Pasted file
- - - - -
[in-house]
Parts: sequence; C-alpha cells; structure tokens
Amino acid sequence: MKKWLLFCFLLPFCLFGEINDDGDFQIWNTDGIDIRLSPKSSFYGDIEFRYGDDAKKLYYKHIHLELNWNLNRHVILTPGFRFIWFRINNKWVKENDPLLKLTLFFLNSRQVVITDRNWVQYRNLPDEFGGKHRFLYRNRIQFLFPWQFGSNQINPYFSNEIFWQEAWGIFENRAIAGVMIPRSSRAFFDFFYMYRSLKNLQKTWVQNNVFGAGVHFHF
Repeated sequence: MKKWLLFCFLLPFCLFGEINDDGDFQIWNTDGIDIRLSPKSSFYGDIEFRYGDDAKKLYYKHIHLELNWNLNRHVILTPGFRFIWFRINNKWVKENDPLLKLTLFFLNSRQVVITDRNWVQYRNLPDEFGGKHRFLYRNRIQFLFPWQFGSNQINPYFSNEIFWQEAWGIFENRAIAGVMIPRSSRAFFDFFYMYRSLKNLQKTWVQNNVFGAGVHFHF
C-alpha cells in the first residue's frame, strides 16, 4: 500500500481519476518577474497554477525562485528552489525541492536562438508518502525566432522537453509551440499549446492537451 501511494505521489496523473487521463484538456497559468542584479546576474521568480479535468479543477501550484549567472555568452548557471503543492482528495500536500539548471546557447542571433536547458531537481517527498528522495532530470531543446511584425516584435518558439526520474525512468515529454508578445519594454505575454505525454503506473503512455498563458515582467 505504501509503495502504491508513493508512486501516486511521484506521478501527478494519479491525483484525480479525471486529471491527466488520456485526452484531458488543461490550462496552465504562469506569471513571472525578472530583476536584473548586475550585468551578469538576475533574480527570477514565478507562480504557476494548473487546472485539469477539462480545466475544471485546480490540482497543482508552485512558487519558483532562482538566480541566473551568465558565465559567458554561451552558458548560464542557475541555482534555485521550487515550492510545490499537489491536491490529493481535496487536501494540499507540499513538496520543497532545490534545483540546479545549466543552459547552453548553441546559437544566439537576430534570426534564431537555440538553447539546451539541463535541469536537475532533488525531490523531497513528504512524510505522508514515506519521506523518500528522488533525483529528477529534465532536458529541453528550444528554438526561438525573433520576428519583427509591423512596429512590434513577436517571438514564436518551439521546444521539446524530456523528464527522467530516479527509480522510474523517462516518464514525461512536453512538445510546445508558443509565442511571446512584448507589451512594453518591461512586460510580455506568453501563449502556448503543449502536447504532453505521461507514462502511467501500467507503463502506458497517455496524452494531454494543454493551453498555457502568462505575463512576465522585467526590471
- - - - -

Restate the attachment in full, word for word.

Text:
[in-house]
Parts: sequence; C-alpha cells; structure tokens
Amino acid sequence: MKKWLLFCFLLPFCLFGEINDDGDFQIWNTDGIDIRLSPKSSFYGDIEFRYGDDAKKLYYKHIHLELNWNLNRHVILTPGFRFIWFRINNKWVKENDPLLKLTLFFLNSRQVVITDRNWVQYRNLPDEFGGKHRFLYRNRIQFLFPWQFGSNQINPYFSNEIFWQEAWGIFENRAIAGVMIPRSSRAFFDFFYMYRSLKNLQKTWVQNNVFGAGVHFHF
Repeated sequence: MKKWLLFCFLLPFCLFGEINDDGDFQIWNTDGIDIRLSPKSSFYGDIEFRYGDDAKKLYYKHIHLELNWNLNRHVILTPGFRFIWFRINNKWVKENDPLLKLTLFFLNSRQVVITDRNWVQYRNLPDEFGGKHRFLYRNRIQFLFPWQFGSNQINPYFSNEIFWQEAWGIFENRAIAGVMIPRSSRAFFDFFYMYRSLKNLQKTWVQNNVFGAGVHFHF
C-alpha cells in the first residue's frame, strides 16, 4: 500500500481519476518577474497554477525562485528552489525541492536562438508518502525566432522537453509551440499549446492537451 501511494505521489496523473487521463484538456497559468542584479546576474521568480479535468479543477501550484549567472555568452548557471503543492482528495500536500539548471546557447542571433536547458531537481517527498528522495532530470531543446511584425516584435518558439526520474525512468515529454508578445519594454505575454505525454503506473503512455498563458515582467 505504501509503495502504491508513493508512486501516486511521484506521478501527478494519479491525483484525480479525471486529471491527466488520456485526452484531458488543461490550462496552465504562469506569471513571472525578472530583476536584473548586475550585468551578469538576475533574480527570477514565478507562480504557476494548473487546472485539469477539462480545466475544471485546480490540482497543482508552485512558487519558483532562482538566480541566473551568465558565465559567458554561451552558458548560464542557475541555482534555485521550487515550492510545490499537489491536491490529493481535496487536501494540499507540499513538496520543497532545490534545483540546479545549466543552459547552453548553441546559437544566439537576430534570426534564431537555440538553447539546451539541463535541469536537475532533488525531490523531497513528504512524510505522508514515506519521506523518500528522488533525483529528477529534465532536458529541453528550444528554438526561438525573433520576428519583427509591423512596429512590434513577436517571438514564436518551439521546444521539446524530456523528464527522467530516479527509480522510474523517462516518464514525461512536453512538445510546445508558443509565442511571446512584448507589451512594453518591461512586460510580455506568453501563449502556448503543449502536447504532453505521461507514462502511467501500467507503463502506458497517455496524452494531454494543454493551453498555457502568462505575463512576465522585467526590471